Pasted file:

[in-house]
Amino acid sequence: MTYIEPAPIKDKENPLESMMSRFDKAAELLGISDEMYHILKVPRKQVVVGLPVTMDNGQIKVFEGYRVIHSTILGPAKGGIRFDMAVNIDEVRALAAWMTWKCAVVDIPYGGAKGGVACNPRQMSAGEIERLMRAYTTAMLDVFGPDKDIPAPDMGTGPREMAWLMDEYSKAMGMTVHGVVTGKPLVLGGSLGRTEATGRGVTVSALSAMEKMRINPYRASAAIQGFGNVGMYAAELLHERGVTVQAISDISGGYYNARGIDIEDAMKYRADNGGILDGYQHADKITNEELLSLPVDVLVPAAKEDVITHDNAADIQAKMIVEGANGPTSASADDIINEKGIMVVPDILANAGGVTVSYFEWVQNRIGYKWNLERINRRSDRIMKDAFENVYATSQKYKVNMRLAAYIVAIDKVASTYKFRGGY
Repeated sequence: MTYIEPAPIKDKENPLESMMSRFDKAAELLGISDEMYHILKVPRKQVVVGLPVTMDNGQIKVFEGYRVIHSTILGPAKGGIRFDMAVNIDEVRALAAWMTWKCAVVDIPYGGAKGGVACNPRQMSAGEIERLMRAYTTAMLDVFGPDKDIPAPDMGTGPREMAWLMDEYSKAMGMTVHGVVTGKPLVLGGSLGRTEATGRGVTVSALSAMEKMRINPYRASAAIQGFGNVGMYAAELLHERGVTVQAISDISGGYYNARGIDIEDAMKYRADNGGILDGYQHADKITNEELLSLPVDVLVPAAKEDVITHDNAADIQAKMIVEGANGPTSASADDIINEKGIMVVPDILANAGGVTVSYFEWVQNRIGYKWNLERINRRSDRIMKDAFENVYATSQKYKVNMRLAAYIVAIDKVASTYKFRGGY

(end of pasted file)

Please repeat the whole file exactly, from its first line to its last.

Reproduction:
[in-house]
Amino acid sequence: MTYIEPAPIKDKENPLESMMSRFDKAAELLGISDEMYHILKVPRKQVVVGLPVTMDNGQIKVFEGYRVIHSTILGPAKGGIRFDMAVNIDEVRALAAWMTWKCAVVDIPYGGAKGGVACNPRQMSAGEIERLMRAYTTAMLDVFGPDKDIPAPDMGTGPREMAWLMDEYSKAMGMTVHGVVTGKPLVLGGSLGRTEATGRGVTVSALSAMEKMRINPYRASAAIQGFGNVGMYAAELLHERGVTVQAISDISGGYYNARGIDIEDAMKYRADNGGILDGYQHADKITNEELLSLPVDVLVPAAKEDVITHDNAADIQAKMIVEGANGPTSASADDIINEKGIMVVPDILANAGGVTVSYFEWVQNRIGYKWNLERINRRSDRIMKDAFENVYATSQKYKVNMRLAAYIVAIDKVASTYKFRGGY
Repeated sequence: MTYIEPAPIKDKENPLESMMSRFDKAAELLGISDEMYHILKVPRKQVVVGLPVTMDNGQIKVFEGYRVIHSTILGPAKGGIRFDMAVNIDEVRALAAWMTWKCAVVDIPYGGAKGGVACNPRQMSAGEIERLMRAYTTAMLDVFGPDKDIPAPDMGTGPREMAWLMDEYSKAMGMTVHGVVTGKPLVLGGSLGRTEATGRGVTVSALSAMEKMRINPYRASAAIQGFGNVGMYAAELLHERGVTVQAISDISGGYYNARGIDIEDAMKYRADNGGILDGYQHADKITNEELLSLPVDVLVPAAKEDVITHDNAADIQAKMIVEGANGPTSASADDIINEKGIMVVPDILANAGGVTVSYFEWVQNRIGYKWNLERINRRSDRIMKDAFENVYATSQKYKVNMRLAAYIVAIDKVASTYKFRGGY